Courtly Intrigue LARP Rules Part 1

I’ve found myself longing to play in a Live-Action Roleplaying Game that focuses on courtly intrigue. What I mean by this is the social sparring, witty repartee, and backroom dealing that happens among aristocrats in the movie Ridicule or among university professors jockeying for tenure. I’ve experienced some of this when playing Vampire: The Requiem using the Mind’s Eye Theatre rules, but that game has a major problem for me. Characters can kill each other with strange powers, so someone playing the political game has to also worry that the person they’re verbally sparring with can decapitate them with a swipe.

I’m working on the rules, but I want to design in the open so that I can get feedback and suggestions. Here are my base concepts for the game:

  1. This will be a LARP in the American Theatrical style. No foam weapons, and the game runs similarly to a tabletop roleplaying game.
  2. Sessions take approximately four hours and can be linked into an ongoing game.
  3. The game can be played with minimal intervention from a Game Master, although an organizer may help with bookkeeping.
  4. The game can be played while standing and moving around, with limited interference from out-of-character mechanics.
  5. Direct combat is not useful. Any victories or defeats will happen through social interaction.
  6. Special in-character skills or abilities may help a character, but they will not take the place of social intrigue.
  7. While a player’s strategy and charisma will be helpful, a player lacking social skills or cleverness can still have fun and influence things.

My idea so far is a combination of concepts from the card game Whist, the TV show Survivor, and the mancala game Oware.

Status and Characters

Social status is tracked using playing cards; a character with more cards has higher status. At the beginning of a campaign, a deck of cards (or maybe more) is divided among the players. Players may conceal their cards or show them, and may trade among themselves or even hide cards in the play area. A concept I borrow from Oware is that as a player’s collection grows it becomes harder to quickly count their number at a glance. A player may not demand a count of another player’s status, so there is more uncertainty the higher a player’s status.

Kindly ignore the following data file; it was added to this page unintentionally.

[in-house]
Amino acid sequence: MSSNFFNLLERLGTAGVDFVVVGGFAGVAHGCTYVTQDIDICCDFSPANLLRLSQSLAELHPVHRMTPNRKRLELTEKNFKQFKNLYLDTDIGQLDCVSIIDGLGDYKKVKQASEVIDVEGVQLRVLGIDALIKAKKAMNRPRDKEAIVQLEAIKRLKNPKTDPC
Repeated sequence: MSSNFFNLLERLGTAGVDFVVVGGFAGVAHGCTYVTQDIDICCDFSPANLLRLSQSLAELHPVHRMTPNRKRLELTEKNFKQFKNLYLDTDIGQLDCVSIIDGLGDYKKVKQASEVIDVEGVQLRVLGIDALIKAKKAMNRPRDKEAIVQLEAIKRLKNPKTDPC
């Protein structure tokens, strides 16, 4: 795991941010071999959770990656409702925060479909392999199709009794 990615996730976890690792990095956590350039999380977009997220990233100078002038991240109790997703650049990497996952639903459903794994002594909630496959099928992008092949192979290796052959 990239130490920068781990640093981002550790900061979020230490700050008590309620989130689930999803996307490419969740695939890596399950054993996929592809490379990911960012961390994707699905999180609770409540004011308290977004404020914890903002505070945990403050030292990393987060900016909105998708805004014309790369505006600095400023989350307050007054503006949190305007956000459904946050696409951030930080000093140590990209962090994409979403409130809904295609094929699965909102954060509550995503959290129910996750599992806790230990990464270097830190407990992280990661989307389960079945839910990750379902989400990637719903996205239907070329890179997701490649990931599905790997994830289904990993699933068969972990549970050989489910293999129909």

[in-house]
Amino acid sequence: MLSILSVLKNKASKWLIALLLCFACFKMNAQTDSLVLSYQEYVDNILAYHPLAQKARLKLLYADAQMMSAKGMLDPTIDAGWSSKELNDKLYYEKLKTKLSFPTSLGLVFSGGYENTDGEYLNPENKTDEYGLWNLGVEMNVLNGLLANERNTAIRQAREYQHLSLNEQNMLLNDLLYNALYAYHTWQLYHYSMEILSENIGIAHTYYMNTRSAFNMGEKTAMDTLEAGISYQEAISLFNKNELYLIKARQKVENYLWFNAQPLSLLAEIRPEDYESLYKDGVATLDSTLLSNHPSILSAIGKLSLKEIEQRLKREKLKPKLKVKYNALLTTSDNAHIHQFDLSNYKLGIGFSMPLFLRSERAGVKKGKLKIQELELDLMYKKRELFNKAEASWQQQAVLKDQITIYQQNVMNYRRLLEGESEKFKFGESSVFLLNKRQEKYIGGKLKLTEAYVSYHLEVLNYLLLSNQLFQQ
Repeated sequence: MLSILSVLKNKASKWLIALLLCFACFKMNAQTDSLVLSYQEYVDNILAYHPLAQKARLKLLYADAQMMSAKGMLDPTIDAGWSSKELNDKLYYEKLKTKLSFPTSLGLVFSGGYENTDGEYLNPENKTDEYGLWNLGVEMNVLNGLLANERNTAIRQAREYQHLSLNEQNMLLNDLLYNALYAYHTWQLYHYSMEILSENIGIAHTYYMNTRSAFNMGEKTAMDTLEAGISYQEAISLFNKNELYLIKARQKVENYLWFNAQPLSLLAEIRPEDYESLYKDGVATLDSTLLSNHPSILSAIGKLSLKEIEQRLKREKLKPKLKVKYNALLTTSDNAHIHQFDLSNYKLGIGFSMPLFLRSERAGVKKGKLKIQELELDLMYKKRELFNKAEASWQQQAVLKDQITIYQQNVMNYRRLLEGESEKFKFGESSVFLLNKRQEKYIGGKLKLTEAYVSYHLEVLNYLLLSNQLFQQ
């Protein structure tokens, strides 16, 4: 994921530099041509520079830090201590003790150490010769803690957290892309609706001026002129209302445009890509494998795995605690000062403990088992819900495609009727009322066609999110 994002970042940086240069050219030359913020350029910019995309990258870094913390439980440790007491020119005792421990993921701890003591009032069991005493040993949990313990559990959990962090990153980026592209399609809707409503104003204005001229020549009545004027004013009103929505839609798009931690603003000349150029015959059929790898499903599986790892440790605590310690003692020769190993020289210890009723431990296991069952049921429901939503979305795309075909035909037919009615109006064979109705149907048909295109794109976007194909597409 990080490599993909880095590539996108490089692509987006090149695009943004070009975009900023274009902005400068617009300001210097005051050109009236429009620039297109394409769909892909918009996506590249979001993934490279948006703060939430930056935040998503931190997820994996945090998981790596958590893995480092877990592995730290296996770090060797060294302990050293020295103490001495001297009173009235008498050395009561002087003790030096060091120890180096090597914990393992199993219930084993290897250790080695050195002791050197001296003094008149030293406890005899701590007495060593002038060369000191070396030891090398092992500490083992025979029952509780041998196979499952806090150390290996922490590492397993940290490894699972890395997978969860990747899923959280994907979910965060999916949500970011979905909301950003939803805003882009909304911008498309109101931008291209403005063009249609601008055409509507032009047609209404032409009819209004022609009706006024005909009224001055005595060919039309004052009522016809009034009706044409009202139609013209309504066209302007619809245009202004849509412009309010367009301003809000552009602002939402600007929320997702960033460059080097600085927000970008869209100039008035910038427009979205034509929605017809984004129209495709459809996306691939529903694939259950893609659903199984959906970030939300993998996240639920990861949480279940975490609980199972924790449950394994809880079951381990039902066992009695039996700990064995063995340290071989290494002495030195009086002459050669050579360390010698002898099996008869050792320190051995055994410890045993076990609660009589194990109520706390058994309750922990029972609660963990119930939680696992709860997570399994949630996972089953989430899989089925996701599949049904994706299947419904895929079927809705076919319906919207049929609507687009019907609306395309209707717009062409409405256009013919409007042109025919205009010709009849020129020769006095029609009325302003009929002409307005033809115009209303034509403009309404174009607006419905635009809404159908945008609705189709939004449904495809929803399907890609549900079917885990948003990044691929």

As I describe this, I realize that it may provide awesome flavor to use tarot cards instead of playing cards. I’ll need to think about how that would change conflict resolution.

Players have characters they play; they invent the characters themselves and possibly assign some traits. Maybe one character gets bonuses in a certain situation, or has a special tactic they can use. In White Wolf’s vampire LARPs, some characters can turn invisible and spy on others. This could be an interesting ability, whether it’s literally invisibility or just an aptitude for eavesdropping. Perhaps a player can’t move their feet while hiding; that would be an interesting mechanic.

Conflict

When two characters come into conflict, they can risk status against each other. A character might insult another, or try to out-debate them, or intimidate them. Each player chooses a card from their status hand and holds it out face down. They turn their cards up simultaneously; the higher card wins, and the victor takes both cards into their status hand.

Additionally, characters can lend support. This might be in the form of applause, laughter, comments from the sidelines, or looking imposing. The supporting players hold out face-down cards toward the player they support, and turn their cards over at the same time as the contestants. The highest card among everyone determines the winning side. The victorious contestant takes all cards bid in favor of the losing contestant (and can distribute them among their supporters if they wish to).

Some cards will be special. If I go ahead with playing cards, I’m thinking that the Jokers will beat every card but a two. In the case of Tarot cards, perhaps the major arcana (the trumps) can beat any card except a higher-ranked major arcana, and the Fool will win if and only if there is a major arcana played on the opposing side.

Elimination

At the end of a session, players will be able to eliminate other players. I think that using a Survivor-like system would be interesting here: perhaps a player can choose to spend any number of cards to target another player. These serve as votes; the character with the most cards bid against him is eliminated. Perhaps he is assassinated, exiled, or just forced out of the social circle. Regardless of the method, the character is unplayable and the player may make a new character. The cards bid to eliminate, as well as the cards of the victim, are distributed evenly among all players.

End Notes

Those are the basic concepts. What do you think? I still need to figure out if I want to define a setting. I also need to figure out what sort of special skills or abilities a character might have. These ideas are all very early, and they might be changed before everything’s done. I’d appreciate any comments or thoughts you might have.